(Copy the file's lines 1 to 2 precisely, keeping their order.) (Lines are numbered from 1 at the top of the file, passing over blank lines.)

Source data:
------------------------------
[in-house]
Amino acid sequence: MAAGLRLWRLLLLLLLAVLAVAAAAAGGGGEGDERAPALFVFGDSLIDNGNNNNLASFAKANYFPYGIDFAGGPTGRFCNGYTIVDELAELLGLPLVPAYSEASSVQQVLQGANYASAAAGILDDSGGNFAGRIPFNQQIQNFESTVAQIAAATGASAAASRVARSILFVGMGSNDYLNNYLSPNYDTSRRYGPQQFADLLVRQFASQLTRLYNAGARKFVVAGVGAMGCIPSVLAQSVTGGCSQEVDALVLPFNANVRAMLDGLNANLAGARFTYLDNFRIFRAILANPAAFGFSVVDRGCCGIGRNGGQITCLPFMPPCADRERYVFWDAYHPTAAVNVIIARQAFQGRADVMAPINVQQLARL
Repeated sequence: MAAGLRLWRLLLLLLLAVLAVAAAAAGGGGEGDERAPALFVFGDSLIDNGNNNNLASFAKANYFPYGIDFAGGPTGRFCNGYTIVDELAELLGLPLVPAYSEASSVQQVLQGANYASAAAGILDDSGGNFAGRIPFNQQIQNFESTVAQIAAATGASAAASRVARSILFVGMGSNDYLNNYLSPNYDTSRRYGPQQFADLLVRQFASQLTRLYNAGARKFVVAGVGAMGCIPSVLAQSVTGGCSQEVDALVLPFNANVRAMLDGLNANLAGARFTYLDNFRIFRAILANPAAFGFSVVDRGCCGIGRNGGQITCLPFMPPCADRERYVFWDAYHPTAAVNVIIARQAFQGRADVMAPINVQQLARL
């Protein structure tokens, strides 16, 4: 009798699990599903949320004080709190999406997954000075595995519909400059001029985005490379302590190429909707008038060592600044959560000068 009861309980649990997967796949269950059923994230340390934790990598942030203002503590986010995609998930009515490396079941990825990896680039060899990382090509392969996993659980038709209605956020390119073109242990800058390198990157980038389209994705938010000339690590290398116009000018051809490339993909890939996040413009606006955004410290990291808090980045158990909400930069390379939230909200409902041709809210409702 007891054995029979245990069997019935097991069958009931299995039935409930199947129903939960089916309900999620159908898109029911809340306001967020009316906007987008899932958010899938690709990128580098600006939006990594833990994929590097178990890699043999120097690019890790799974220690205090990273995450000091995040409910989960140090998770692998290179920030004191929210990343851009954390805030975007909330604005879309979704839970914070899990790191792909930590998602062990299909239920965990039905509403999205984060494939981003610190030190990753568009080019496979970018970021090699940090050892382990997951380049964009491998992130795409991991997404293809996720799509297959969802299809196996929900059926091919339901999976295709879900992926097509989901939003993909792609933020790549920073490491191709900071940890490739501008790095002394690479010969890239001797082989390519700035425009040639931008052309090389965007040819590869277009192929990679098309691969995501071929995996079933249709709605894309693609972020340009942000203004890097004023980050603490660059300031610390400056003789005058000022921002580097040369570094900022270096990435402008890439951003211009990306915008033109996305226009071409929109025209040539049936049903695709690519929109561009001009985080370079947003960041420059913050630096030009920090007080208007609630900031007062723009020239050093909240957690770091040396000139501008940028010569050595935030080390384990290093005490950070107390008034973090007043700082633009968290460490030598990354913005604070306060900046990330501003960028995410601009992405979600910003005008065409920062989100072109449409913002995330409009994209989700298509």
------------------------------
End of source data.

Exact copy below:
[in-house]
Amino acid sequence: MAAGLRLWRLLLLLLLAVLAVAAAAAGGGGEGDERAPALFVFGDSLIDNGNNNNLASFAKANYFPYGIDFAGGPTGRFCNGYTIVDELAELLGLPLVPAYSEASSVQQVLQGANYASAAAGILDDSGGNFAGRIPFNQQIQNFESTVAQIAAATGASAAASRVARSILFVGMGSNDYLNNYLSPNYDTSRRYGPQQFADLLVRQFASQLTRLYNAGARKFVVAGVGAMGCIPSVLAQSVTGGCSQEVDALVLPFNANVRAMLDGLNANLAGARFTYLDNFRIFRAILANPAAFGFSVVDRGCCGIGRNGGQITCLPFMPPCADRERYVFWDAYHPTAAVNVIIARQAFQGRADVMAPINVQQLARL